Tom Kacich: Manufacturing once controlled C-U economy

Tom Kacich: Manufacturing once controlled C-U economy

Last week's big fire at the Wirco Inc. plant in west Champaign is an indirect reminder of a time when the Champaign-Urbana economy was manufacturing-based, not driven by a major public university and health care, as it is today.

For most of the last 75 years, the Wirco plant, located amid tree-lined streets in a residential neighborhood, was Alloy Engineering & Casting Co. That company began in 1941 as Alloy Casting Co., formed to provide high-alloy products for the Allied war effort. A flagpole on the south side of the plant still has a "V" for "Victory" at its peak. Wirco purchased Alloy Casting in 2005. But long before 1941 the oldest part of the Alloy/Wirco complex was the General Alloys Co. plant and before that, the Bonner Manufacturing Co., which opened more than 100 years ago as the first big factory in Champaign.

"Work has begun for the new factory buildings for the Bonner Manufacturing company, and it looks as if Champaign was to have a factory at last," the Urbana Courier Herald reported in August 1910.

"The location is along the Havana tracks (a railroad line that ran from Champaign to Havana, Ill.) of the Illinois Central, just east of the old Arthur farm. Corn stalks have already been mowed down, and the stakes set and several families have already shipped in their household goods."

The property also included 16 homes built for employees, many of whom moved from the company's first manufacturing plant in Chrisman in Edgar County.

"The company does not intend to have a row of houses all alike, the plan being to have a community of homes that employees and their families will want to occupy and which makes the factory addition one of the pretty ones of Champaign," the Champaign Daily Gazette wrote.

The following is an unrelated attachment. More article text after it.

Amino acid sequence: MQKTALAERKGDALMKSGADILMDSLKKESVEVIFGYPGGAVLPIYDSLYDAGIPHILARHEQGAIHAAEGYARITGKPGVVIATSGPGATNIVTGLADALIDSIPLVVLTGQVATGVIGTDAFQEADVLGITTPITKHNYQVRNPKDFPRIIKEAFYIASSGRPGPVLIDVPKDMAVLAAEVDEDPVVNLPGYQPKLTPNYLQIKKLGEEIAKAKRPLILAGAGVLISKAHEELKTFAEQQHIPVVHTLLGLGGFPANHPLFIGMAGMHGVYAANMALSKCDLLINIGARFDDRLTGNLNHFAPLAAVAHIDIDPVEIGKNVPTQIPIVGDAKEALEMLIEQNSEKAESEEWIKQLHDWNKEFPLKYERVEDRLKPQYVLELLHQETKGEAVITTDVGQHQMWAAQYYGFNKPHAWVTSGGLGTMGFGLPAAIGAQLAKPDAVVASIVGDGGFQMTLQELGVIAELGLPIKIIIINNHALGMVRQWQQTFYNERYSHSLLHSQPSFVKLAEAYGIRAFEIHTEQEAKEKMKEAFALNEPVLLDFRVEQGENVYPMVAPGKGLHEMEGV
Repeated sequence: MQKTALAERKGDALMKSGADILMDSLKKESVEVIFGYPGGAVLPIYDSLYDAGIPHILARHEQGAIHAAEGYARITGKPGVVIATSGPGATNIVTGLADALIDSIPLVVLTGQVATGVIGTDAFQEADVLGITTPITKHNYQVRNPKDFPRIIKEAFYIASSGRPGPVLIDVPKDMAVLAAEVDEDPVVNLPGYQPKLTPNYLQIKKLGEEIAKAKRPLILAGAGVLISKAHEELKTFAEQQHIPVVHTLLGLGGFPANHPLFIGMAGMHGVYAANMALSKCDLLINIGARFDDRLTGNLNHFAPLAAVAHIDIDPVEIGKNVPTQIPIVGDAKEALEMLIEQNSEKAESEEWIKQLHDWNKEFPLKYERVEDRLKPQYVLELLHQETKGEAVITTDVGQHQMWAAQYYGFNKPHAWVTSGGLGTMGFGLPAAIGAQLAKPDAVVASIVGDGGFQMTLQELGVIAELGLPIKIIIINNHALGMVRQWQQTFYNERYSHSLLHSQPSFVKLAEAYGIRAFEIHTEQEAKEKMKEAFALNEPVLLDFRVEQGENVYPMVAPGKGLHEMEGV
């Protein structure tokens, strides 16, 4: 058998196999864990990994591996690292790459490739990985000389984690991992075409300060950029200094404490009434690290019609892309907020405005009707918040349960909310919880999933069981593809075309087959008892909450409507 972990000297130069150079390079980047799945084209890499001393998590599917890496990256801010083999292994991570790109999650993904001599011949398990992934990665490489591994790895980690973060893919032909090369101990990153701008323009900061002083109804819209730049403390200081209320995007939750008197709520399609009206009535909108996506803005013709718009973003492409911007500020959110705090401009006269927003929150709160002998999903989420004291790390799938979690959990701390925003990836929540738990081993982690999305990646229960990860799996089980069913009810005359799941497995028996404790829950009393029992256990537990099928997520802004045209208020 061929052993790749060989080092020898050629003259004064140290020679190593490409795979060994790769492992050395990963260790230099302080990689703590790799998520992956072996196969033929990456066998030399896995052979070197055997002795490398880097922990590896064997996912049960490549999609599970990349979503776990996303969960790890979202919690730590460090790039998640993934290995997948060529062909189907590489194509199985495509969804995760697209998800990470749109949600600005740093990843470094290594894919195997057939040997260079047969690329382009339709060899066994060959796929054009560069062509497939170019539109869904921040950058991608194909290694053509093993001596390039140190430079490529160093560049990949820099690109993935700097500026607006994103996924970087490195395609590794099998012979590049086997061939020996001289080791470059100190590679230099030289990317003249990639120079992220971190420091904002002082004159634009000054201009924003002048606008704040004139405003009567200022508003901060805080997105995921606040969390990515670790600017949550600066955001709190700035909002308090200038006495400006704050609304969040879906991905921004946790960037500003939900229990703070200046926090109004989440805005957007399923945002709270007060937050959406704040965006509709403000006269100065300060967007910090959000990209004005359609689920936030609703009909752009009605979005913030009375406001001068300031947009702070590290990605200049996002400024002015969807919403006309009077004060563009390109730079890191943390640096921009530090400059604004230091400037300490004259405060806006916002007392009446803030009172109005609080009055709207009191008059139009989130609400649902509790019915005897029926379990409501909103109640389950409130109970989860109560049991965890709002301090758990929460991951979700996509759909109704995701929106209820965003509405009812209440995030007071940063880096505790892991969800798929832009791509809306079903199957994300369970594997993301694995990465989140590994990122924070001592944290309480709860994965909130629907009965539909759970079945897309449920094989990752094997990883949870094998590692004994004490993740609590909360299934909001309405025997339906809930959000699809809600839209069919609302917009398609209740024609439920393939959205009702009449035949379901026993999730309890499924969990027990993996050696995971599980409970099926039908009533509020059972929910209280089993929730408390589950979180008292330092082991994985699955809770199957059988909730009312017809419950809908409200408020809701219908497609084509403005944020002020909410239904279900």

By 1912, the Bonner plant, which manufactured tool boxes for early automobiles that were plagued by bad roads and frequent breakdowns, was running at such a high level that it had to purchase more power from William McKinley's Urbana and Champaign Railway, Gas & Electric Company, which had a power house just north of downtown Champaign.

But just as quickly as the Bonner company soared to success it crashed to earth. In September 1914, the company declared bankruptcy. By 1916, it was out of business and banks and a lot of local investors — including George W. Fair for whom Fair Street, which borders the east side of the factory grounds, was named — were out of money. Fair declared bankruptcy in 1916, reporting assets of a little more than $20,000 and liabilities of $156,000.

In addition to the Bonner plant, major Champaign-Urbana industries included the Illinois Central Railroad; the Big Four Railroad in east Urbana; another steel supply firm known as the Burr Co.; McKinley's interurban, streetcar and utility companies; the Johnson Piano Co.; and the National Refrigerator Co.

Now for some bad news

As bad as the Illinois Legislature has behaved in the last week, we'll be reliving it this fall (at least those of us who watch television and listen to the radio).

Illinois Republicans wasted no time blasting House Democrats for ramming through a wildly unbalanced appropriations bill on two separate roll calls Wednesday and Thursday. The House Republican Organization unleashed "robocalls" on Democratic representatives in seven competitive districts and followed that up with digital ads. It's fairly easy to avoid those, but not as easy to bypass the TV and radio ads that are sure to be prevalent this summer and fall.

Gov. Bruce Rauner signaled again last week that he's ready to devote millions to competitive races. He gave $200,000 in personal funds to his Citizens for Rauner political fund, just for "marketing research and analysis."

There aren't many competitive races in East Central Illinois this year — mainly the 52nd District Senate content between Democrat Sen. Scott Bennett of Champaign and Republican Mike Madigan of Urbana — but there will be some marketing "bleed" from races in the Springfield area. The bloodiest political fights will be in the Chicago suburbs, where Rauner and state Republicans hope to unseat several incumbent Democrats.

There is no overstating how ugly this fall's political season will be: from the presidential race through the U.S. Senate contest to the legislative races.

Tom Kacich is a News-Gazette reporter and columnist. His column appears on Sundays and Wednesdays. He can be reached at 351-5221 or at